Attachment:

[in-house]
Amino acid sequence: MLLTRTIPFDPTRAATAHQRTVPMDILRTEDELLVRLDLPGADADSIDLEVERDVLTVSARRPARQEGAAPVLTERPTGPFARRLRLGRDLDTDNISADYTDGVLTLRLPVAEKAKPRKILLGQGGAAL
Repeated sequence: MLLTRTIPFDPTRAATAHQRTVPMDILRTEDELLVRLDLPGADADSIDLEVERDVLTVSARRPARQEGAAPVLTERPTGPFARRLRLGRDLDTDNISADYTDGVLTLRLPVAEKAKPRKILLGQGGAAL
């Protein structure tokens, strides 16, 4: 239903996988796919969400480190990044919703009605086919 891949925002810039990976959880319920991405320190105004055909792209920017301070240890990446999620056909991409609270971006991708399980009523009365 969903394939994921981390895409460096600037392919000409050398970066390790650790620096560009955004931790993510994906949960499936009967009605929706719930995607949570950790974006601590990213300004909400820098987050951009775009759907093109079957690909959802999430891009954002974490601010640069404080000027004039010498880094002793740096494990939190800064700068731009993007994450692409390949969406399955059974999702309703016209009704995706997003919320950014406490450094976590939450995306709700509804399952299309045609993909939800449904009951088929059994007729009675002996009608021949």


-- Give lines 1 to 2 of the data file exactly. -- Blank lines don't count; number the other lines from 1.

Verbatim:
[in-house]
Amino acid sequence: MLLTRTIPFDPTRAATAHQRTVPMDILRTEDELLVRLDLPGADADSIDLEVERDVLTVSARRPARQEGAAPVLTERPTGPFARRLRLGRDLDTDNISADYTDGVLTLRLPVAEKAKPRKILLGQGGAAL